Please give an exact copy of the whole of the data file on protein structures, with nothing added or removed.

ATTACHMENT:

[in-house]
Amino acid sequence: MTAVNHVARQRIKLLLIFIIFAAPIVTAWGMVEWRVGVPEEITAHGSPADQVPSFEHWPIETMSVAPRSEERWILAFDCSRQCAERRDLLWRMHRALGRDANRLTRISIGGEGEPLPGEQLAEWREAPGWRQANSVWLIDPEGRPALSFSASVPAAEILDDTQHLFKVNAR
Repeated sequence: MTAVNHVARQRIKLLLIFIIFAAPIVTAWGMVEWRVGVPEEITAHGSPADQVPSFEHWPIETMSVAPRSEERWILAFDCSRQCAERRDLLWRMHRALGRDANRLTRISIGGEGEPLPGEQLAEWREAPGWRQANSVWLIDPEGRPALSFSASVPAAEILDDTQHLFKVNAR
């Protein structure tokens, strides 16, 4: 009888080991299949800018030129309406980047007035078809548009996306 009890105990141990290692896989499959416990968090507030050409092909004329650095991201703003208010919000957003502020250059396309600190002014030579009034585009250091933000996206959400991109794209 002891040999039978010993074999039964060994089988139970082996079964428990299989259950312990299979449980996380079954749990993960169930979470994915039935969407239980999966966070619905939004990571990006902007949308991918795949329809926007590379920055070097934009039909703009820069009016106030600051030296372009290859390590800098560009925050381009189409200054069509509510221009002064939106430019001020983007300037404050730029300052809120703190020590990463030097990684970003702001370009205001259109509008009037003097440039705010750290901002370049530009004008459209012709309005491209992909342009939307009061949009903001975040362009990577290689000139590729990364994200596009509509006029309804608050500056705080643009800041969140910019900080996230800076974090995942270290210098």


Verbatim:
[in-house]
Amino acid sequence: MTAVNHVARQRIKLLLIFIIFAAPIVTAWGMVEWRVGVPEEITAHGSPADQVPSFEHWPIETMSVAPRSEERWILAFDCSRQCAERRDLLWRMHRALGRDANRLTRISIGGEGEPLPGEQLAEWREAPGWRQANSVWLIDPEGRPALSFSASVPAAEILDDTQHLFKVNAR
Repeated sequence: MTAVNHVARQRIKLLLIFIIFAAPIVTAWGMVEWRVGVPEEITAHGSPADQVPSFEHWPIETMSVAPRSEERWILAFDCSRQCAERRDLLWRMHRALGRDANRLTRISIGGEGEPLPGEQLAEWREAPGWRQANSVWLIDPEGRPALSFSASVPAAEILDDTQHLFKVNAR
């Protein structure tokens, strides 16, 4: 009888080991299949800018030129309406980047007035078809548009996306 009890105990141990290692896989499959416990968090507030050409092909004329650095991201703003208010919000957003502020250059396309600190002014030579009034585009250091933000996206959400991109794209 002891040999039978010993074999039964060994089988139970082996079964428990299989259950312990299979449980996380079954749990993960169930979470994915039935969407239980999966966070619905939004990571990006902007949308991918795949329809926007590379920055070097934009039909703009820069009016106030600051030296372009290859390590800098560009925050381009189409200054069509509510221009002064939106430019001020983007300037404050730029300052809120703190020590990463030097990684970003702001370009205001259109509008009037003097440039705010750290901002370049530009004008459209012709309005491209992909342009939307009061949009903001975040362009990577290689000139590729990364994200596009509509006029309804608050500056705080643009800041969140910019900080996230800076974090995942270290210098």